Sharks are now being tracked and monitored off the coast of Vandenberg Air Force Base.
Vincent Culliver is a member of the Jurassic Sport Fishing Club and has helped tag sharks ranging in size from 10 to 20 feet.
He says the sharks are frequenting the Central Coast because of an abundance of prey in the area.
Following an incident in 2014 in which a shark bit into a kayak, members of the Jurassic Sport Fishing Club were asked to help a shark researcher tag and monitor sharks in waters that border Vandenberg Air Force Base.
According to Culliver, in recent years, members of the fishing club would sometimes spot five to eights sharks a day.
Over the last four years, members have been able to tag 10 to 15 sharks with the most recent taking place just last week,
"All the sharks we see are not tagged," said Culliver. "No sharks are already cataloged so a lot of them that are here are never seen in other shark tagging efforts."
The public can also monitor the sharks' movement with an app called Expedition White Shark.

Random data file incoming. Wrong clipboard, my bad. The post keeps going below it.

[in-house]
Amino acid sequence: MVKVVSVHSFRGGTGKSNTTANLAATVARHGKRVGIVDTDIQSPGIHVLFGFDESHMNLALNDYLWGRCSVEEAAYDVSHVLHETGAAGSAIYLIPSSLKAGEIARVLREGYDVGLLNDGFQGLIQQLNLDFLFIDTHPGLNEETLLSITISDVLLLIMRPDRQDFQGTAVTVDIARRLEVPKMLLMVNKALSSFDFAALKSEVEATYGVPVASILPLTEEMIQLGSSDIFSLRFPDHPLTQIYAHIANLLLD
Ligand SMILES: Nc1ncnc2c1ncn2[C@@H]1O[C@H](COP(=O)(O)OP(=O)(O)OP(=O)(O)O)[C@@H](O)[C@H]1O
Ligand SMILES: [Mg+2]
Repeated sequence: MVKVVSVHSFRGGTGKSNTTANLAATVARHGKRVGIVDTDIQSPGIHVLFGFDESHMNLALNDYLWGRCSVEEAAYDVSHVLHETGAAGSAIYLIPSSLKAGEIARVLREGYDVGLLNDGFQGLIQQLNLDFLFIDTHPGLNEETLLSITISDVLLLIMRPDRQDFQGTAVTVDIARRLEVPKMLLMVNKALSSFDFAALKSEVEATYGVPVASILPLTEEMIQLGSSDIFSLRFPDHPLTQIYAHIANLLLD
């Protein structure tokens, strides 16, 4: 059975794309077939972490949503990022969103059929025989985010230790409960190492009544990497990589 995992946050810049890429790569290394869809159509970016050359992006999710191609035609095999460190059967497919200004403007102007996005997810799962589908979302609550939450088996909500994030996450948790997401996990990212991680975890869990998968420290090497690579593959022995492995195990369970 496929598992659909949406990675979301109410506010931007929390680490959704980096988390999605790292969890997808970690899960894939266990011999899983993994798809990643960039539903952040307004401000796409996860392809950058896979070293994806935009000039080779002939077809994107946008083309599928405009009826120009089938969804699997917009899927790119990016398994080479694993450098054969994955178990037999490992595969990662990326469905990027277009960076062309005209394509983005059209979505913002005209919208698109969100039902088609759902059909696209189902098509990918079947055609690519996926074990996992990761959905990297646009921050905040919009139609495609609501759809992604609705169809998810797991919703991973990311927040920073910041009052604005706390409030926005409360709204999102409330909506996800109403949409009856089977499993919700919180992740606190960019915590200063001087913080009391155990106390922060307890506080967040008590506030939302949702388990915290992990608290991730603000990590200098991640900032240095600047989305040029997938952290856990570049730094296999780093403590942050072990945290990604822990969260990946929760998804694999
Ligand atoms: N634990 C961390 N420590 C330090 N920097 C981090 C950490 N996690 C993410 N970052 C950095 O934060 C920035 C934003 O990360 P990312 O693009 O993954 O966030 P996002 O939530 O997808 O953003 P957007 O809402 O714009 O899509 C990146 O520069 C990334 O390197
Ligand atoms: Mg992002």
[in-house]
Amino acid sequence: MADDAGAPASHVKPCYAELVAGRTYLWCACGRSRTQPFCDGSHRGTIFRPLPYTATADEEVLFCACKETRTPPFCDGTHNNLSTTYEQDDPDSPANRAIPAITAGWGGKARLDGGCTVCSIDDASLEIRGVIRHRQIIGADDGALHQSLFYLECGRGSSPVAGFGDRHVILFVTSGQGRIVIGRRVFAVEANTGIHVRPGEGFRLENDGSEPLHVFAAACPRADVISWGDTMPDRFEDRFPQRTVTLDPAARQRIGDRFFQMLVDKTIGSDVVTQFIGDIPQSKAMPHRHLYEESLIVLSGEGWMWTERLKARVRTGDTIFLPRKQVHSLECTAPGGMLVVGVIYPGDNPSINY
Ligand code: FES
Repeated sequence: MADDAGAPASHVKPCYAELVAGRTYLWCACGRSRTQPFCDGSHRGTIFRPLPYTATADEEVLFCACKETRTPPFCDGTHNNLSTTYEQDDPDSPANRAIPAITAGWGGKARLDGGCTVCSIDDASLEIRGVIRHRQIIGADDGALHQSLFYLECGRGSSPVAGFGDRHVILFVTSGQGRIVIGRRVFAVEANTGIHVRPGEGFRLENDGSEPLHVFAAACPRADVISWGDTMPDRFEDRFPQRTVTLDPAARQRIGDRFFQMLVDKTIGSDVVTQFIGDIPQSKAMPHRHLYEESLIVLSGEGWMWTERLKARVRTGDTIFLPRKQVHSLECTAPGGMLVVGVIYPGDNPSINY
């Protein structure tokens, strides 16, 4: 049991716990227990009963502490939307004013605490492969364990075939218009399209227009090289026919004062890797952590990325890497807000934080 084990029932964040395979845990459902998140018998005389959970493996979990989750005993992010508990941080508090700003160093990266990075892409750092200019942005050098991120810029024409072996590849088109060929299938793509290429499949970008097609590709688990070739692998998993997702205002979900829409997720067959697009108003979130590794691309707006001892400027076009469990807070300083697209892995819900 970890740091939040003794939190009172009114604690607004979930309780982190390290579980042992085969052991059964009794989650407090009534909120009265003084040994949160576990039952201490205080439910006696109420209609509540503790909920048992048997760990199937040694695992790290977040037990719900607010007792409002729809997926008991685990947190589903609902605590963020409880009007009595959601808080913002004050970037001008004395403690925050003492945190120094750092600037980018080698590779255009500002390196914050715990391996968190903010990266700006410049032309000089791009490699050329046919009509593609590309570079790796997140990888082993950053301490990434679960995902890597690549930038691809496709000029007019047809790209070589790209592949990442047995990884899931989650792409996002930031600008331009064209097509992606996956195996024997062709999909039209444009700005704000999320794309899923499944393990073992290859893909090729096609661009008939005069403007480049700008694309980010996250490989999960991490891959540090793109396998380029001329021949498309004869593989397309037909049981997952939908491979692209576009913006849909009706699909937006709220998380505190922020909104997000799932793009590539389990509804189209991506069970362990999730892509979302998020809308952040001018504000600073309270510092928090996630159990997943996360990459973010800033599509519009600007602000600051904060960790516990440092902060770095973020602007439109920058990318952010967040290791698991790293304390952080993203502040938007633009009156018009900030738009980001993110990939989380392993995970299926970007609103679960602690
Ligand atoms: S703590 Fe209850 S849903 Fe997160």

"From September to November, December time frame is when we see an influx here," said Culliver.
According to Culliver, the influx is not solely specific to Surf Beach which is known for its shark encounters, but rather the entirety of the coast from Avila Beach down to Vandenberg.
Long-time diver Jack Ward sees the benefits of utilizing an app like Expedition White Shark to know when and where sharks are located.
"I know that app would be convenient," said Ward. "They would come off of Vandenberg and they tag the sharks out there in the waters where I was saying we would used to dive and don't so much anymore."
When the sharks are tagged, information is taken and entered into the app so they are identifiable for future reference.
According to Culliver, the tagging process does not harm the sharks and is in fact not only approved by the state but encouraged.
The Expedition White Shark app is available in the App Store and on Google Play for $3.99.